Tough cookies if someone’s offended, there’s no intrinsic right to not be offended. If a speaker is willing to deal with any potential backlash from someone’s offense, I think it’s fine for them to make that call.

            My negative critique of the speaker in question is because he lied, and because I think his specific actions speak of petulance and vanity. I think he should have every right to make a spectacle of himself though.

            • hamiltonr

              I deleted the trolls. You weren’t deleted.

              • BrandonUB

                Fair enough, sorry about the misinterpreting!

  • http://ashesfromburntroses.blogspot.com/ Manny

    Ha!!! Beautiful. It brought a tear to my eyes. No, I refuse to be pushed around by big brother. Personally this is one of the reasons we need school choice.

  • Maritza

    Outstanding young man! Thanks for sharing and for stopping by my blog and adding me to your circles. Blessings,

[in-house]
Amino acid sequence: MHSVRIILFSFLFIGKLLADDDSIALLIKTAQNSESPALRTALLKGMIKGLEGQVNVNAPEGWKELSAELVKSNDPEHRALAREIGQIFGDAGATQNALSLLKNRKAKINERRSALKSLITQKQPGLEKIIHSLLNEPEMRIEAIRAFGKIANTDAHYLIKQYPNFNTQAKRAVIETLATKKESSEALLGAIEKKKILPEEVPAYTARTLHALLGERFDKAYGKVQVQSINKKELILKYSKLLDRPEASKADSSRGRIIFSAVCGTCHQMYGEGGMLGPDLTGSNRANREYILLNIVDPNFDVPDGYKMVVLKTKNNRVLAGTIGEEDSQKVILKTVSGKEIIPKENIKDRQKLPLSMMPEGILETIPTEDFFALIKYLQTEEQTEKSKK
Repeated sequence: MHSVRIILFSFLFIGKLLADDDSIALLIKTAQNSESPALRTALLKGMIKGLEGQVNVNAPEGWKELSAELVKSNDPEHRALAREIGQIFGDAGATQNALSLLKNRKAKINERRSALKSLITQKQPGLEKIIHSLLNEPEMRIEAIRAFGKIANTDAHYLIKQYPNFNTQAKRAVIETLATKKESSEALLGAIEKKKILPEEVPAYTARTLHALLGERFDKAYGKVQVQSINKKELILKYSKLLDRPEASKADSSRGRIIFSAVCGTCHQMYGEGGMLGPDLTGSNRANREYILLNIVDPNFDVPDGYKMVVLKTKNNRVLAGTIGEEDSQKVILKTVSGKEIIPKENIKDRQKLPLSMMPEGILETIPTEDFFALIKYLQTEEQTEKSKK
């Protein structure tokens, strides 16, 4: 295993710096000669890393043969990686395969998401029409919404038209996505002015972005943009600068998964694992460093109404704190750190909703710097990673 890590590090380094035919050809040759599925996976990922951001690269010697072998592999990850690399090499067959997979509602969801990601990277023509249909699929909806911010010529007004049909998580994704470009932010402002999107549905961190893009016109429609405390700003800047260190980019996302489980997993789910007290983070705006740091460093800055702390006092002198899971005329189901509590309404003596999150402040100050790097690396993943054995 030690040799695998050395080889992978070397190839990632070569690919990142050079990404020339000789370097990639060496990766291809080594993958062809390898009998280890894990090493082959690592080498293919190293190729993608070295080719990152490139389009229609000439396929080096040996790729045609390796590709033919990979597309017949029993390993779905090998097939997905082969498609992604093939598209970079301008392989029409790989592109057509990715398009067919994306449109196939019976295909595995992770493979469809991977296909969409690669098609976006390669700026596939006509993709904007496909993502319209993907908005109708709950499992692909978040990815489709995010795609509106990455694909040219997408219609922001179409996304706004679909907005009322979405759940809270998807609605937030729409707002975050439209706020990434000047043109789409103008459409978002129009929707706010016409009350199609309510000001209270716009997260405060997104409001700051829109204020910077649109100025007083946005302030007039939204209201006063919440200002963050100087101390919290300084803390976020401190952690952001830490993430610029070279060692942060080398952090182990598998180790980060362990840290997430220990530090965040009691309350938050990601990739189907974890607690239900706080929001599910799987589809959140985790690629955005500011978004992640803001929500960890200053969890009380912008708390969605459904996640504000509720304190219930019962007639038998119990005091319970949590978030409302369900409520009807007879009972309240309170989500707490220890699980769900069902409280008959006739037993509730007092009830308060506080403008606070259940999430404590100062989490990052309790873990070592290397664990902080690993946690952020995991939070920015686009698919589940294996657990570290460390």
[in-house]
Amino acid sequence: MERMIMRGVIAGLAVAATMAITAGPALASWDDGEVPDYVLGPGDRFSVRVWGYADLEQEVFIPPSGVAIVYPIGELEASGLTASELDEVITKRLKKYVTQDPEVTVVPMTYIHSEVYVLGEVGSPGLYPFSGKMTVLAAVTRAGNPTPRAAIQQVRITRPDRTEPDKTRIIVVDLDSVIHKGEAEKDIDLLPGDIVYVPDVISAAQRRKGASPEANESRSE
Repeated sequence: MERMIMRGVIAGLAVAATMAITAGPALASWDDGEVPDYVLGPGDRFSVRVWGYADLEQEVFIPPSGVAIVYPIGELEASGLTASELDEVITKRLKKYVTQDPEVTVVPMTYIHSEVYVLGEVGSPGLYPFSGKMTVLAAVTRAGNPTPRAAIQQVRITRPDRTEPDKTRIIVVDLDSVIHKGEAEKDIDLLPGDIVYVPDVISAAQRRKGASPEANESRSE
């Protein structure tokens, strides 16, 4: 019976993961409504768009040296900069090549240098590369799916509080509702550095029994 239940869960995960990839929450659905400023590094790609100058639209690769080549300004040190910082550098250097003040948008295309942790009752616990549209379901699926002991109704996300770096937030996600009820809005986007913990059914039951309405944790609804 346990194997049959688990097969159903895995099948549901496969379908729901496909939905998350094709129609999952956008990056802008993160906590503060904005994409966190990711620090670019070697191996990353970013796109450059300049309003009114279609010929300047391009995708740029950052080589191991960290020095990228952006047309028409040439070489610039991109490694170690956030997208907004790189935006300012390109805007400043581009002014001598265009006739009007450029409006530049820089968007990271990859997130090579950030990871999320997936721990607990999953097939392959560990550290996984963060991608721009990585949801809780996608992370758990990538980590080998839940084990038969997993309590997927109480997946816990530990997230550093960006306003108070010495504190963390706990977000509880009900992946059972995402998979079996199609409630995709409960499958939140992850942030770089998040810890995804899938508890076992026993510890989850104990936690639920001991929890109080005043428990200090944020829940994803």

• GeneralMalaiseRB redditor

    Roy Boy never read the Bible verses preceding the Lord’s prayer in Matthew 6:

    5 And when thou prayest, thou shalt not be as the hypocrites are: for they love to pray standing in the synagogues and in the corners of the streets, that they may be seen of men. Verily I say unto you, They have their reward.

    6 But thou, when thou prayest, enter into thy closet, and when thou hast shut thy door, pray to thy Father which is in secret; and thy Father which seeth in secret shall reward thee openly.

    • hamiltonr

      “Whoever shall deny me before men, him also I will deny before my father who is in heaven. Whoever acknowledges me before men, I will also acknowledge him before my father who is in heaven.”

      “You will be attacked by many because of me, but those who perservere until the end will be saved.”